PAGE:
From achiever to icon: Building on momentum from JAM and DBT, next phase in India to be about digital delivery

India has been building on the momentum from JAM and DBT. The next phase of financial inclusion will be about digital delivery that is sharpened by leveraging of consent-based data sharing

From achiever to icon: Building on momentum from JAM and DBT, next phase in India to be about digital delivery
Consequently, there has been a relentless focus on universalising access to banking and financial services. (Representative image)

By Amitabh Kant

Undisputedly, financial inclusion is the bedrock of inclusive growth. It is crucial for empowering every citizen, streamlining the economic and social welfare agenda of the government, and mobilising resources for allocation. A formal economy with a mature financial system effectively facilitates avenues for domestic savings and productive investments while supporting both consumption and expenditure. The substantive network effects of financial inclusion have been a formidable component of the welfare paradigm in India since 2014. Consequently, there has been a relentless focus on universalising access to banking and financial services.

Over the years, the financial inclusion mission has taken strategic and multifaceted steps. It has pushed new and innovative products and services. Gone are the days when one had to go to a bank to open an account, it is now just now a click away. There have been curated efforts to make the banking system more robust, augment its reach, and change the outlook of service providers to acknowledge the potential opportunity of business models that leverage financial inclusion.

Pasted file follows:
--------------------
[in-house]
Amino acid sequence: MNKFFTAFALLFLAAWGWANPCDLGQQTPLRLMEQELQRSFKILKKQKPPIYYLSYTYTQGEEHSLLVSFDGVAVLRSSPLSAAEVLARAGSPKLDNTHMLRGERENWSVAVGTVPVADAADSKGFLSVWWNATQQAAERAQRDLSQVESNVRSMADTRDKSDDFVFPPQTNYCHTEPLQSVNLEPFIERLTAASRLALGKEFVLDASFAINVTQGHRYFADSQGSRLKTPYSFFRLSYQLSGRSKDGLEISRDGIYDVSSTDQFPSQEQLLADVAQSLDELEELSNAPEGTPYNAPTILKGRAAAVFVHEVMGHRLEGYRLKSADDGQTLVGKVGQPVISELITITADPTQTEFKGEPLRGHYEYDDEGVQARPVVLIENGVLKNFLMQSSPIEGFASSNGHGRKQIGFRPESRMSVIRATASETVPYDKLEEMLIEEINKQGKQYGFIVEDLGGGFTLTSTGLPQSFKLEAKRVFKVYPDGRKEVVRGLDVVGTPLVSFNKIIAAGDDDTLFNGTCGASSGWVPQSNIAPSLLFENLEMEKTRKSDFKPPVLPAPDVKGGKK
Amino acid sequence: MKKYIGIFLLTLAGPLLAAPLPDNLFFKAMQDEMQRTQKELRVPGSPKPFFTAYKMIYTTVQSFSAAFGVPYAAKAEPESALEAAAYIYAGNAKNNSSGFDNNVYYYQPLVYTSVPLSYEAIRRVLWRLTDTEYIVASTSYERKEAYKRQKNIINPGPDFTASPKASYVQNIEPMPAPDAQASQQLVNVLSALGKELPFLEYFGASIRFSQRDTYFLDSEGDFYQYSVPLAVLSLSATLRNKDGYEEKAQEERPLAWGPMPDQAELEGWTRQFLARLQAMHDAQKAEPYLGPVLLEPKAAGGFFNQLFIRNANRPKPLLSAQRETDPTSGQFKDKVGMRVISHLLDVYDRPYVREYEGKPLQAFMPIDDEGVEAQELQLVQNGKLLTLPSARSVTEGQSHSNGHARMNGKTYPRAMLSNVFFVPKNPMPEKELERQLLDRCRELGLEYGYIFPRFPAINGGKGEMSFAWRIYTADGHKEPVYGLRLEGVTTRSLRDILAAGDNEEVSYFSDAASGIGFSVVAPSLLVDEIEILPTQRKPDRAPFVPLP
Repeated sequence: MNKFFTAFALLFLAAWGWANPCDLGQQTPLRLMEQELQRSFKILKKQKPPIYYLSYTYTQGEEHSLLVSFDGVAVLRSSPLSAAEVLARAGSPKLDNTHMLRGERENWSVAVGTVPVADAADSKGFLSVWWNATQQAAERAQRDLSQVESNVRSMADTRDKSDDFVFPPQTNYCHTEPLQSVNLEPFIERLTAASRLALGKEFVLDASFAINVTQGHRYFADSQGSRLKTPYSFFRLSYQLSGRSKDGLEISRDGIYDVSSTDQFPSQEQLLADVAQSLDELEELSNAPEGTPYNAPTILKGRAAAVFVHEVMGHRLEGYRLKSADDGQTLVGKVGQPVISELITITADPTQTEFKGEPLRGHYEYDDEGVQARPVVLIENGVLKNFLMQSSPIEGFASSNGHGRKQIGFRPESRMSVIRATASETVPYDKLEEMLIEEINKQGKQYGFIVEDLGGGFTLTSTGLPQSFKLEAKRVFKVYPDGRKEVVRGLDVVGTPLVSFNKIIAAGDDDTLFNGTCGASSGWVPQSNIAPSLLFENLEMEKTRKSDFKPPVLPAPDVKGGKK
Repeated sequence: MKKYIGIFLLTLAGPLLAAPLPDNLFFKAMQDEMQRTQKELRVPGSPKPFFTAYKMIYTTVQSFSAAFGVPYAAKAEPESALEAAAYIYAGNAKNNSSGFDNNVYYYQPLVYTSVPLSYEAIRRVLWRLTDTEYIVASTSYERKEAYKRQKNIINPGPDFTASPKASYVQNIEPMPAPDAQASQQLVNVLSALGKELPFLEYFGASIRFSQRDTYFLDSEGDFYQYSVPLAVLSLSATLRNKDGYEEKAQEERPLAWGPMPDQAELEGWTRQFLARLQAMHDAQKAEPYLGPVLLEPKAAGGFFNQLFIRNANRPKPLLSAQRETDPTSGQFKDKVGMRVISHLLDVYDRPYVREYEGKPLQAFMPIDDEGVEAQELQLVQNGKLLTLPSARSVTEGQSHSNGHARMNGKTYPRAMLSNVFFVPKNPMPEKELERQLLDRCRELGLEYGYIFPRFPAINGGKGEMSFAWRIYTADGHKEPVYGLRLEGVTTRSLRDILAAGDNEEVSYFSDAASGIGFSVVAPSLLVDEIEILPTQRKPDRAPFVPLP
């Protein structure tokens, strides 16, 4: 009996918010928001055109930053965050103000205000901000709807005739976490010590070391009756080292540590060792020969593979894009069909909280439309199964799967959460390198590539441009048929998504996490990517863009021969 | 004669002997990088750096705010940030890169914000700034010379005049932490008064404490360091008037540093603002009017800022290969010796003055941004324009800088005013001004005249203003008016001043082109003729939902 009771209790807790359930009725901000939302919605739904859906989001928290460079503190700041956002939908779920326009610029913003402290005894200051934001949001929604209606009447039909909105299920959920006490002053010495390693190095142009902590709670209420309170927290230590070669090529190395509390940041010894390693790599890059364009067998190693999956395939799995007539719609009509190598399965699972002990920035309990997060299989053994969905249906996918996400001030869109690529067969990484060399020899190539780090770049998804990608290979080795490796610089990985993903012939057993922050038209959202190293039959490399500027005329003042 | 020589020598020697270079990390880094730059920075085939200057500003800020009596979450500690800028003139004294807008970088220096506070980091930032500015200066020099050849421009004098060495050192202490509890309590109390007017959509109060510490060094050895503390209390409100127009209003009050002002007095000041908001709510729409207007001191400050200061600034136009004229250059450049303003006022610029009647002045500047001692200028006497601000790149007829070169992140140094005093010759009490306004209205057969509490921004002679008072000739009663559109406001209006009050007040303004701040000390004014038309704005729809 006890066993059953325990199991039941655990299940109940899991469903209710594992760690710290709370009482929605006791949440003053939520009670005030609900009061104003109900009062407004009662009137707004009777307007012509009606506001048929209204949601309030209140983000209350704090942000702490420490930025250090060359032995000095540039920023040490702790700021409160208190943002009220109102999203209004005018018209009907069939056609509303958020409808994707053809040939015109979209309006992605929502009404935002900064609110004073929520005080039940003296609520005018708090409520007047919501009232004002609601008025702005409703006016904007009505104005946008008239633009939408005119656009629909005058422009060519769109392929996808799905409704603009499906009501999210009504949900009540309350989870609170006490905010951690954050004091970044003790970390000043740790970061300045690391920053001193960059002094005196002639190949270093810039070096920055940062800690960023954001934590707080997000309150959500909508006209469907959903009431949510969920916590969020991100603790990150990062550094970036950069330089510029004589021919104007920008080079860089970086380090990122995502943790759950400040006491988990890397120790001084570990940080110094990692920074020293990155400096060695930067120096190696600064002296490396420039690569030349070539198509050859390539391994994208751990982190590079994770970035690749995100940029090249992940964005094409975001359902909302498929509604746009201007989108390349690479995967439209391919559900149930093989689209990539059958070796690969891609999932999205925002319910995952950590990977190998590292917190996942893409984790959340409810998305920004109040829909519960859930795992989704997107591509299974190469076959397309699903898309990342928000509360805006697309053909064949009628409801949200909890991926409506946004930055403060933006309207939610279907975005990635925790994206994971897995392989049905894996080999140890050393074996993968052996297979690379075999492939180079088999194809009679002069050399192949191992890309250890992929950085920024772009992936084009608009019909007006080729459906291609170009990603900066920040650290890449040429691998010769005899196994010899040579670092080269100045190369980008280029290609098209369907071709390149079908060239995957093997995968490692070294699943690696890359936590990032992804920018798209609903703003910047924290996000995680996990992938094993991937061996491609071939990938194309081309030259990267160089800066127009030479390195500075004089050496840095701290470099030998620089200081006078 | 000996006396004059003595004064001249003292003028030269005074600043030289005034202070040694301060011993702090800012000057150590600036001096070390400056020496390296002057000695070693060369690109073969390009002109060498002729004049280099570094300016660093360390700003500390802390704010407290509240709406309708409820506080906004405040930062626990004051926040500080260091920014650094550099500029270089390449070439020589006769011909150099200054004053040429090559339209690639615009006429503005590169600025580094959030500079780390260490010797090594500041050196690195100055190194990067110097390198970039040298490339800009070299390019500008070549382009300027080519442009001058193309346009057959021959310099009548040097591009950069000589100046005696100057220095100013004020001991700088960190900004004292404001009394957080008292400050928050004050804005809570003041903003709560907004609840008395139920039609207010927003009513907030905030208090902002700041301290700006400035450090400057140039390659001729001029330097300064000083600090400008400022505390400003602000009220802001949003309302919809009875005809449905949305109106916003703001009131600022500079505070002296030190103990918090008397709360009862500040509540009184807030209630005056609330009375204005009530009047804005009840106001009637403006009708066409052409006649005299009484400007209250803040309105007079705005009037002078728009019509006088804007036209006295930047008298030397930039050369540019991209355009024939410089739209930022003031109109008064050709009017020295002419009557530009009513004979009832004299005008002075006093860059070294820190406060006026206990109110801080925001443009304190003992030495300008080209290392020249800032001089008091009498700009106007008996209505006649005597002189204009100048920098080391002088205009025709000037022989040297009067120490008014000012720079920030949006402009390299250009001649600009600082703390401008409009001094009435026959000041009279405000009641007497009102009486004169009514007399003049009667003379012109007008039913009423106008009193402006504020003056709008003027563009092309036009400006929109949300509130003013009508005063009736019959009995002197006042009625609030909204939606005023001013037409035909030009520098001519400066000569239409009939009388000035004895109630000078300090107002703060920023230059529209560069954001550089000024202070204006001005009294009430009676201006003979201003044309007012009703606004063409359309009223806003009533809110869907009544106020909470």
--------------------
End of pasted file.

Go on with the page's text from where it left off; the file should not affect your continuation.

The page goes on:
These have extensively advanced the ease of living for citizens. Significant prominence has been given to acknowledge feedback from both citizens and service providers to iterate and innovate in financial services. Banking institutions now have verifiable information on their customers via mechanisms such as Aadhaar; citizens are more reliant on the formal banking system due to extensive information campaigns; the greater reach of business correspondents has augmented trust by in-person interaction; and technology has been leveraged to reduce transaction costs.